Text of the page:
Fullback Martin Croft, who retired recently, says that the club induced him to sign a performance-based contract on which he would be paid based on the number of games he played—and then assigned him to a minor league affiliate, the Werribee Tigers of the Victorian Football League, so that he had no opportunity to perform. The assignment came immediately after a remarkable five-goal performance in a game against the Kangaroos.
The AFL Players Association has decided to back Croft on the claim, which is the first in the history of a league that goes back to 1896.
Copyright v. Contract
Does the equation change when we are talking about intellectual property? This is a matter of some controversy, and David Rice (Roger Williams) weighs in on the topic in a new article, Copyright and Contract: Preemption After Bowers v. Baystate, just out in the Roger Williams University Law Review. Rice (left) makes the case that federal copyright law preempts and displaces contract law, and that courts who approve software "licenses" that extend the scope of copyright protection are failing to carry out Congressional intent. (No link available.)
Contracts and Christian social thought
Several contracts teachers will be on the panel this January in San Francisco for Taking Christian Legal Thought Seriously. The day-long session, sponsored by Law Professors’ Christian Fellowship, the Journal of Catholic Social Thought, and Lumen Christi, runs concurrently with the AALS program and will be held a few blocks away at the Hotel Monaco.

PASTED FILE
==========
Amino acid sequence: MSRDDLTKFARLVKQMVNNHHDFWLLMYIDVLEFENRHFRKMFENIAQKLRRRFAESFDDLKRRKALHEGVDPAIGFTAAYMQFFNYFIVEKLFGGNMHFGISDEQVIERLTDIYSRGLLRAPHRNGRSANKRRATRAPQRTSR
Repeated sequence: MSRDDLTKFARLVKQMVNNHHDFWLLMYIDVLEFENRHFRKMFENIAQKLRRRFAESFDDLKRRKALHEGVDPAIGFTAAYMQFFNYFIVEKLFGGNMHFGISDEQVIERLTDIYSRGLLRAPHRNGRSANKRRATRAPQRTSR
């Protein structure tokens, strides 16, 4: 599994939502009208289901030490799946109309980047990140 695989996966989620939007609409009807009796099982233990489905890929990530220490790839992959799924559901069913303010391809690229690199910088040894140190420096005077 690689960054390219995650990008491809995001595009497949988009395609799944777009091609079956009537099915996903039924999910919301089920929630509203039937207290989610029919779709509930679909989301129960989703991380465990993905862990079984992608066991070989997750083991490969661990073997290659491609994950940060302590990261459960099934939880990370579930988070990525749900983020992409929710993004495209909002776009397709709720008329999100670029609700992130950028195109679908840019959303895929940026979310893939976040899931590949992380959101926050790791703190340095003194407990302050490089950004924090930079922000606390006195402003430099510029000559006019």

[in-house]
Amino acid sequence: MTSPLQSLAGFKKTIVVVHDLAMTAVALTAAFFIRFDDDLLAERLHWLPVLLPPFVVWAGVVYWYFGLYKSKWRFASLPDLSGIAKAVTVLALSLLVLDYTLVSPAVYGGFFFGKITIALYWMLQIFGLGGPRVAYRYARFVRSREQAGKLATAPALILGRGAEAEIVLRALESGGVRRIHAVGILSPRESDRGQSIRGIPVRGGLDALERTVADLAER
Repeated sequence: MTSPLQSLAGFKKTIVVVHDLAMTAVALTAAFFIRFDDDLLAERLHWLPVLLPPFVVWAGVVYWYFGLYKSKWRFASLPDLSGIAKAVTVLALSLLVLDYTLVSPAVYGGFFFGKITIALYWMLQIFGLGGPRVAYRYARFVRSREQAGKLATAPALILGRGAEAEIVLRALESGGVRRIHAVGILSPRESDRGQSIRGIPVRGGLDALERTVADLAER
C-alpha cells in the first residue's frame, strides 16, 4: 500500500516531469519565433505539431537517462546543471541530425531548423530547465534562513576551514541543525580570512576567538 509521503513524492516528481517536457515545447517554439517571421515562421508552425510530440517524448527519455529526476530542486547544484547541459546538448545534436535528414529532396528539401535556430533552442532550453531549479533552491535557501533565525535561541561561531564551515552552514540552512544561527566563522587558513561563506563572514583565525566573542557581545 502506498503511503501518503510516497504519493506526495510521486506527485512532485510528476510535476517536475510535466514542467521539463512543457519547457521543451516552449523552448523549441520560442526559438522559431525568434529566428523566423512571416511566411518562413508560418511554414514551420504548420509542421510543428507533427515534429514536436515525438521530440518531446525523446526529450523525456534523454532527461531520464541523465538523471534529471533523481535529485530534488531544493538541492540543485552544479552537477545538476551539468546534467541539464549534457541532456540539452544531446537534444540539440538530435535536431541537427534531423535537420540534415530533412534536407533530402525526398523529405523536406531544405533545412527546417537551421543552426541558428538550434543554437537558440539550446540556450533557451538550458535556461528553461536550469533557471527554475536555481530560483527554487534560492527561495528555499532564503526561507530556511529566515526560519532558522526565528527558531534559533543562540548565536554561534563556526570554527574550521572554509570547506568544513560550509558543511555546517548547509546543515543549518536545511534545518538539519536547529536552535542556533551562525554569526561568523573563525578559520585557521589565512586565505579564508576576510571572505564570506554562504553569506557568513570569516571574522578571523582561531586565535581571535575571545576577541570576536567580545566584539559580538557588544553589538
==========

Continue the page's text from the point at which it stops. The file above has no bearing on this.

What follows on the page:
Unfortunately, the afternoon part of the proceedings conflicts with the Section's meeting, which is scheduled for 1:30 on Saturday.
Among the panelists are John Breen (Loyola-Chicago), James Gordley (UC Berkeley), Scott Pryor (Regent), and Mark Scarberry (Pepperdine).
David W. Carroll (1932-2004)
The faculty news publication from Southern Cal notes the death of longtime contracts teacher and scholar David W. Carroll.
Carroll, who was 72, overcame childhood polio that left him a triplegic, to become a successful practicing attorney and law professor at Toledo. He spent four years teaching in Nigeria and Uganda, before joining the USC law faculty in 1975. He retired in 1992.
November 15, 2004
Contract suit against novelist Patterson can go forward
A woman who claims that her ex-fiancé stole her ideas to use in his best-selling novels will get a chance to prove her breach of contract claim. A New York judge threw out several claims against novelist James Patterson, but agreed that Christina Sharp can proceed on her contract claims.
Sharp had a romantic relationship with Patterson and the parties had planned to wed until they broke up in 1997. Sharp says that Patterson asked her to help him with some of the romantic passages in his subsequent, best-selling Cat and Mouse. She says she did not ask for compensation because she thought they would be sharing the benefits after their marriage.